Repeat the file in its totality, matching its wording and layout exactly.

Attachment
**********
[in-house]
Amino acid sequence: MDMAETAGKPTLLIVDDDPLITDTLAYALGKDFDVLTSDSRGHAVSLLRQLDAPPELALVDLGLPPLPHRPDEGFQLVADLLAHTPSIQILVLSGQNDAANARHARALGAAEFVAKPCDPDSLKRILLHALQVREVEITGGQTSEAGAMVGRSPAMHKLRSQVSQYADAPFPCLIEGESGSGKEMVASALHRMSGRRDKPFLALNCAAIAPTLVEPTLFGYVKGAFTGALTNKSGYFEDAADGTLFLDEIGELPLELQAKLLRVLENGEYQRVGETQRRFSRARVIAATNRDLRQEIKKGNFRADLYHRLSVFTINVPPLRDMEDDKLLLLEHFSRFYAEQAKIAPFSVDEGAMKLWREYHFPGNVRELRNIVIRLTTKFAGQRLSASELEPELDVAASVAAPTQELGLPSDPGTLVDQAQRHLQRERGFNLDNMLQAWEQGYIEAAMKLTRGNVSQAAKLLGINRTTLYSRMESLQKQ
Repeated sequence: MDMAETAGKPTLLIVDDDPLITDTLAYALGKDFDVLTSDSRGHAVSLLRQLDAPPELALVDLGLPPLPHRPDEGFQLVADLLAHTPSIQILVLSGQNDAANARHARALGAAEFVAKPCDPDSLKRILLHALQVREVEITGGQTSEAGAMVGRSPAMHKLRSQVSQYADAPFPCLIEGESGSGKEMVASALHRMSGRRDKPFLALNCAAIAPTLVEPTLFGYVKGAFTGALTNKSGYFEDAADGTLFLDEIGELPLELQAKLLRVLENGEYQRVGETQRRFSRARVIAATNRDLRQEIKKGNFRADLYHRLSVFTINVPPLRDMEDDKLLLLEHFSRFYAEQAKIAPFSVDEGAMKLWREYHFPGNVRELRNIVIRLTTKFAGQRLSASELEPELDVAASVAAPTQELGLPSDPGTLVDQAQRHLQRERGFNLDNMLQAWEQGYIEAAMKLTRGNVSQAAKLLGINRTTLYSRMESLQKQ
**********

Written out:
[in-house]
Amino acid sequence: MDMAETAGKPTLLIVDDDPLITDTLAYALGKDFDVLTSDSRGHAVSLLRQLDAPPELALVDLGLPPLPHRPDEGFQLVADLLAHTPSIQILVLSGQNDAANARHARALGAAEFVAKPCDPDSLKRILLHALQVREVEITGGQTSEAGAMVGRSPAMHKLRSQVSQYADAPFPCLIEGESGSGKEMVASALHRMSGRRDKPFLALNCAAIAPTLVEPTLFGYVKGAFTGALTNKSGYFEDAADGTLFLDEIGELPLELQAKLLRVLENGEYQRVGETQRRFSRARVIAATNRDLRQEIKKGNFRADLYHRLSVFTINVPPLRDMEDDKLLLLEHFSRFYAEQAKIAPFSVDEGAMKLWREYHFPGNVRELRNIVIRLTTKFAGQRLSASELEPELDVAASVAAPTQELGLPSDPGTLVDQAQRHLQRERGFNLDNMLQAWEQGYIEAAMKLTRGNVSQAAKLLGINRTTLYSRMESLQKQ
Repeated sequence: MDMAETAGKPTLLIVDDDPLITDTLAYALGKDFDVLTSDSRGHAVSLLRQLDAPPELALVDLGLPPLPHRPDEGFQLVADLLAHTPSIQILVLSGQNDAANARHARALGAAEFVAKPCDPDSLKRILLHALQVREVEITGGQTSEAGAMVGRSPAMHKLRSQVSQYADAPFPCLIEGESGSGKEMVASALHRMSGRRDKPFLALNCAAIAPTLVEPTLFGYVKGAFTGALTNKSGYFEDAADGTLFLDEIGELPLELQAKLLRVLENGEYQRVGETQRRFSRARVIAATNRDLRQEIKKGNFRADLYHRLSVFTINVPPLRDMEDDKLLLLEHFSRFYAEQAKIAPFSVDEGAMKLWREYHFPGNVRELRNIVIRLTTKFAGQRLSASELEPELDVAASVAAPTQELGLPSDPGTLVDQAQRHLQRERGFNLDNMLQAWEQGYIEAAMKLTRGNVSQAAKLLGINRTTLYSRMESLQKQ